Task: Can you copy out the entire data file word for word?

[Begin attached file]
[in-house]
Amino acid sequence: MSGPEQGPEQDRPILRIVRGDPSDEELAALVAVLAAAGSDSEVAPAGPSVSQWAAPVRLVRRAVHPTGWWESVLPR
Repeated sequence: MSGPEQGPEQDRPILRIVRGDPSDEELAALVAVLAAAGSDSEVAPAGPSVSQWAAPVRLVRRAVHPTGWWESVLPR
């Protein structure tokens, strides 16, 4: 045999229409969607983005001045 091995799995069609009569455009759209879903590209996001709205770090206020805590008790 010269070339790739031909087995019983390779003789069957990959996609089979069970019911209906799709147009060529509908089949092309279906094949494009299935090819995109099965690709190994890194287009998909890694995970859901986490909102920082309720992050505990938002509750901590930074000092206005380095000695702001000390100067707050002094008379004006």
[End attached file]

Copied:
[in-house]
Amino acid sequence: MSGPEQGPEQDRPILRIVRGDPSDEELAALVAVLAAAGSDSEVAPAGPSVSQWAAPVRLVRRAVHPTGWWESVLPR
Repeated sequence: MSGPEQGPEQDRPILRIVRGDPSDEELAALVAVLAAAGSDSEVAPAGPSVSQWAAPVRLVRRAVHPTGWWESVLPR
């Protein structure tokens, strides 16, 4: 045999229409969607983005001045 091995799995069609009569455009759209879903590209996001709205770090206020805590008790 010269070339790739031909087995019983390779003789069957990959996609089979069970019911209906799709147009060529509908089949092309279906094949494009299935090819995109099965690709190994890194287009998909890694995970859901986490909102920082309720992050505990938002509750901590930074000092206005380095000695702001000390100067707050002094008379004006």